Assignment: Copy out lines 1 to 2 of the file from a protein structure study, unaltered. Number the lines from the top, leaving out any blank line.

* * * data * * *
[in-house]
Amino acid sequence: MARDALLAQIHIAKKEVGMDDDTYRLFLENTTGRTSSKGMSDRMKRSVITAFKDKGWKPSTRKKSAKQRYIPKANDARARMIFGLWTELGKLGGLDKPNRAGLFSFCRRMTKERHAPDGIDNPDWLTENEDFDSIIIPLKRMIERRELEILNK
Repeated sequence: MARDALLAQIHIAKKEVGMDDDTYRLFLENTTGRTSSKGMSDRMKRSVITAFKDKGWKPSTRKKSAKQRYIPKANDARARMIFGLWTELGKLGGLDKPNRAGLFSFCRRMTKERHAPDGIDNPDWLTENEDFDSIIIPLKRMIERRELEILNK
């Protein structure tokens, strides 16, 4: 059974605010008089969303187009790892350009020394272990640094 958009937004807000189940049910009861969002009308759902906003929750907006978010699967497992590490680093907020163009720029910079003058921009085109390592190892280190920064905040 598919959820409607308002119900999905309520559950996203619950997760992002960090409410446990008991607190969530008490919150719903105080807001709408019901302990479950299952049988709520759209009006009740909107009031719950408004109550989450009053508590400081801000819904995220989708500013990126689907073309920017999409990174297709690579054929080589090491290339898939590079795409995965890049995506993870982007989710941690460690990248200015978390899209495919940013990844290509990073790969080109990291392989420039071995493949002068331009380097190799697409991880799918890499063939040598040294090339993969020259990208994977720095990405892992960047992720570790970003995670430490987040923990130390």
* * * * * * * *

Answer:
[in-house]
Amino acid sequence: MARDALLAQIHIAKKEVGMDDDTYRLFLENTTGRTSSKGMSDRMKRSVITAFKDKGWKPSTRKKSAKQRYIPKANDARARMIFGLWTELGKLGGLDKPNRAGLFSFCRRMTKERHAPDGIDNPDWLTENEDFDSIIIPLKRMIERRELEILNK